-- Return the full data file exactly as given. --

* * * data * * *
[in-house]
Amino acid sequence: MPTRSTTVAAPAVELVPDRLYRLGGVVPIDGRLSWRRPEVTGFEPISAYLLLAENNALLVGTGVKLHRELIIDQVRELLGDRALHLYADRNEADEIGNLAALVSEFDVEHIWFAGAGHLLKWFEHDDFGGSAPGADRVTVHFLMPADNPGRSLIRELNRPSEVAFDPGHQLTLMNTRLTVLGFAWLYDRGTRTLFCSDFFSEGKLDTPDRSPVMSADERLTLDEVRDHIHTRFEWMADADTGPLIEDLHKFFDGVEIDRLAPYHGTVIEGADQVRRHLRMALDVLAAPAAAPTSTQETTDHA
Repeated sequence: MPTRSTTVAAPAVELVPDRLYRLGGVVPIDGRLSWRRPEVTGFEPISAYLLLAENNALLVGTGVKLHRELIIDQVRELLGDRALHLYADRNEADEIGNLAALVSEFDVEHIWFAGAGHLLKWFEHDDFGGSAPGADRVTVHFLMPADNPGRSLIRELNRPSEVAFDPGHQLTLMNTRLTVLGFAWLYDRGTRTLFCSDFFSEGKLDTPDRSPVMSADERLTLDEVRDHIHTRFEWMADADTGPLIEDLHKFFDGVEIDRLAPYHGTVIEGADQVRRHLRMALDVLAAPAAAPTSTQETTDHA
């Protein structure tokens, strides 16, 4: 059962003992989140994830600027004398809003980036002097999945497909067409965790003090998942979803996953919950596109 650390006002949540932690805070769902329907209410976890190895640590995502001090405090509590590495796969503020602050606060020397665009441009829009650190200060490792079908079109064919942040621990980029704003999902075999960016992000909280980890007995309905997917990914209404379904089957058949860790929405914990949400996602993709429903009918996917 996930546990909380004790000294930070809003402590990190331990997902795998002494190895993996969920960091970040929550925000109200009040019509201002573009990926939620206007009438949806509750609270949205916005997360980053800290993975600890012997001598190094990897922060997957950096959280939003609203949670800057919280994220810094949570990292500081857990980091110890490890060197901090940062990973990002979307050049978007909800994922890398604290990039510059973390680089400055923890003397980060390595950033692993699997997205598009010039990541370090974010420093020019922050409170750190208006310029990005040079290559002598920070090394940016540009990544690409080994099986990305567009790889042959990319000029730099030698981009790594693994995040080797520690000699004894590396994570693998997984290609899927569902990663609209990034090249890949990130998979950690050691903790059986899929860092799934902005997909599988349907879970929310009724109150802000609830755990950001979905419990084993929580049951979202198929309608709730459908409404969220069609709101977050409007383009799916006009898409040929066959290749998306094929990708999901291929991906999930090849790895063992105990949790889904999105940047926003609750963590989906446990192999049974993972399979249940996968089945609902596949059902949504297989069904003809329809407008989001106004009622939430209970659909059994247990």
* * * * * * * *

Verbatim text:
[in-house]
Amino acid sequence: MPTRSTTVAAPAVELVPDRLYRLGGVVPIDGRLSWRRPEVTGFEPISAYLLLAENNALLVGTGVKLHRELIIDQVRELLGDRALHLYADRNEADEIGNLAALVSEFDVEHIWFAGAGHLLKWFEHDDFGGSAPGADRVTVHFLMPADNPGRSLIRELNRPSEVAFDPGHQLTLMNTRLTVLGFAWLYDRGTRTLFCSDFFSEGKLDTPDRSPVMSADERLTLDEVRDHIHTRFEWMADADTGPLIEDLHKFFDGVEIDRLAPYHGTVIEGADQVRRHLRMALDVLAAPAAAPTSTQETTDHA
Repeated sequence: MPTRSTTVAAPAVELVPDRLYRLGGVVPIDGRLSWRRPEVTGFEPISAYLLLAENNALLVGTGVKLHRELIIDQVRELLGDRALHLYADRNEADEIGNLAALVSEFDVEHIWFAGAGHLLKWFEHDDFGGSAPGADRVTVHFLMPADNPGRSLIRELNRPSEVAFDPGHQLTLMNTRLTVLGFAWLYDRGTRTLFCSDFFSEGKLDTPDRSPVMSADERLTLDEVRDHIHTRFEWMADADTGPLIEDLHKFFDGVEIDRLAPYHGTVIEGADQVRRHLRMALDVLAAPAAAPTSTQETTDHA
């Protein structure tokens, strides 16, 4: 059962003992989140994830600027004398809003980036002097999945497909067409965790003090998942979803996953919950596109 650390006002949540932690805070769902329907209410976890190895640590995502001090405090509590590495796969503020602050606060020397665009441009829009650190200060490792079908079109064919942040621990980029704003999902075999960016992000909280980890007995309905997917990914209404379904089957058949860790929405914990949400996602993709429903009918996917 996930546990909380004790000294930070809003402590990190331990997902795998002494190895993996969920960091970040929550925000109200009040019509201002573009990926939620206007009438949806509750609270949205916005997360980053800290993975600890012997001598190094990897922060997957950096959280939003609203949670800057919280994220810094949570990292500081857990980091110890490890060197901090940062990973990002979307050049978007909800994922890398604290990039510059973390680089400055923890003397980060390595950033692993699997997205598009010039990541370090974010420093020019922050409170750190208006310029990005040079290559002598920070090394940016540009990544690409080994099986990305567009790889042959990319000029730099030698981009790594693994995040080797520690000699004894590396994570693998997984290609899927569902990663609209990034090249890949990130998979950690050691903790059986899929860092799934902005997909599988349907879970929310009724109150802000609830755990950001979905419990084993929580049951979202198929309608709730459908409404969220069609709101977050409007383009799916006009898409040929066959290749998306094929990708999901291929991906999930090849790895063992105990949790889904999105940047926003609750963590989906446990192999049974993972399979249940996968089945609902596949059902949504297989069904003809329809407008989001106004009622939430209970659909059994247990």